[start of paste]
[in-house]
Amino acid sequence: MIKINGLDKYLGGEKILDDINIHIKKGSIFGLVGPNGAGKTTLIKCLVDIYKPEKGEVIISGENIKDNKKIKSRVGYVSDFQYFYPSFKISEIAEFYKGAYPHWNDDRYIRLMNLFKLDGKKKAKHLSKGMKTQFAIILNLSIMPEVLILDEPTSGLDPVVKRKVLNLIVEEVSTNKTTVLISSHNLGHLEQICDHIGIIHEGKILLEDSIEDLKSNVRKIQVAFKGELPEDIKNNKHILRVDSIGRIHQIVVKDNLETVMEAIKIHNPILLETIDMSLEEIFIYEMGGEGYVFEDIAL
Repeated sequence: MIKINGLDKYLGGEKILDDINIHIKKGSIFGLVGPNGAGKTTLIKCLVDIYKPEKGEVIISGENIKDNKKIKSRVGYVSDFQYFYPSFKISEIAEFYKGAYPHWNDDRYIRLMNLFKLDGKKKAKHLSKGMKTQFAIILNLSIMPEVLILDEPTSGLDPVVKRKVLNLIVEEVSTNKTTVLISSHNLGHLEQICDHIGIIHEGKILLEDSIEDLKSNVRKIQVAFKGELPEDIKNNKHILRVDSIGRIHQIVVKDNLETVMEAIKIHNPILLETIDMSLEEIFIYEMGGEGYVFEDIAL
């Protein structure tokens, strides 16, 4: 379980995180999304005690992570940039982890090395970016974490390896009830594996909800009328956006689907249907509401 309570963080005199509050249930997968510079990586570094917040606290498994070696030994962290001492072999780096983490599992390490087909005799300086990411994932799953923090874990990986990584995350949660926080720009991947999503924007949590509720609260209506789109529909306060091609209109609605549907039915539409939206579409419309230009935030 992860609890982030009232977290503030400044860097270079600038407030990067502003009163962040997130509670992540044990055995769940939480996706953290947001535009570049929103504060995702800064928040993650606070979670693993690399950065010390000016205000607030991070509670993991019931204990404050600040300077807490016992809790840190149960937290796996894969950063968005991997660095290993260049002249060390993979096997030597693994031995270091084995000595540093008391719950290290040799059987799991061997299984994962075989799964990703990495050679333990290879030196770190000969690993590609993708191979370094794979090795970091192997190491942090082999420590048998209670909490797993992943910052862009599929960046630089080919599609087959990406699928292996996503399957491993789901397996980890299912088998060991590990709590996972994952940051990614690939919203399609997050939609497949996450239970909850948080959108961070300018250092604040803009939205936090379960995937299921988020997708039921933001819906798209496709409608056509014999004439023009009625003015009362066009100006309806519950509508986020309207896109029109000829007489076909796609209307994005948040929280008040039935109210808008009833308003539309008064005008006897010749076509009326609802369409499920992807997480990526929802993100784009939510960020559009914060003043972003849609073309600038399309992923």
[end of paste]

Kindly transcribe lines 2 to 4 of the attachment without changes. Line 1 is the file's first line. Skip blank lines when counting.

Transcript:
Amino acid sequence: MIKINGLDKYLGGEKILDDINIHIKKGSIFGLVGPNGAGKTTLIKCLVDIYKPEKGEVIISGENIKDNKKIKSRVGYVSDFQYFYPSFKISEIAEFYKGAYPHWNDDRYIRLMNLFKLDGKKKAKHLSKGMKTQFAIILNLSIMPEVLILDEPTSGLDPVVKRKVLNLIVEEVSTNKTTVLISSHNLGHLEQICDHIGIIHEGKILLEDSIEDLKSNVRKIQVAFKGELPEDIKNNKHILRVDSIGRIHQIVVKDNLETVMEAIKIHNPILLETIDMSLEEIFIYEMGGEGYVFEDIAL
Repeated sequence: MIKINGLDKYLGGEKILDDINIHIKKGSIFGLVGPNGAGKTTLIKCLVDIYKPEKGEVIISGENIKDNKKIKSRVGYVSDFQYFYPSFKISEIAEFYKGAYPHWNDDRYIRLMNLFKLDGKKKAKHLSKGMKTQFAIILNLSIMPEVLILDEPTSGLDPVVKRKVLNLIVEEVSTNKTTVLISSHNLGHLEQICDHIGIIHEGKILLEDSIEDLKSNVRKIQVAFKGELPEDIKNNKHILRVDSIGRIHQIVVKDNLETVMEAIKIHNPILLETIDMSLEEIFIYEMGGEGYVFEDIAL
């Protein structure tokens, strides 16, 4: 379980995180999304005690992570940039982890090395970016974490390896009830594996909800009328956006689907249907509401 309570963080005199509050249930997968510079990586570094917040606290498994070696030994962290001492072999780096983490599992390490087909005799300086990411994932799953923090874990990986990584995350949660926080720009991947999503924007949590509720609260209506789109529909306060091609209109609605549907039915539409939206579409419309230009935030 992860609890982030009232977290503030400044860097270079600038407030990067502003009163962040997130509670992540044990055995769940939480996706953290947001535009570049929103504060995702800064928040993650606070979670693993690399950065010390000016205000607030991070509670993991019931204990404050600040300077807490016992809790840190149960937290796996894969950063968005991997660095290993260049002249060390993979096997030597693994031995270091084995000595540093008391719950290290040799059987799991061997299984994962075989799964990703990495050679333990290879030196770190000969690993590609993708191979370094794979090795970091192997190491942090082999420590048998209670909490797993992943910052862009599929960046630089080919599609087959990406699928292996996503399957491993789901397996980890299912088998060991590990709590996972994952940051990614690939919203399609997050939609497949996450239970909850948080959108961070300018250092604040803009939205936090379960995937299921988020997708039921933001819906798209496709409608056509014999004439023009009625003015009362066009100006309806519950509508986020309207896109029109000829007489076909796609209307994005948040929280008040039935109210808008009833308003539309008064005008006897010749076509009326609802369409499920992807997480990526929802993100784009939510960020559009914060003043972003849609073309600038399309992923």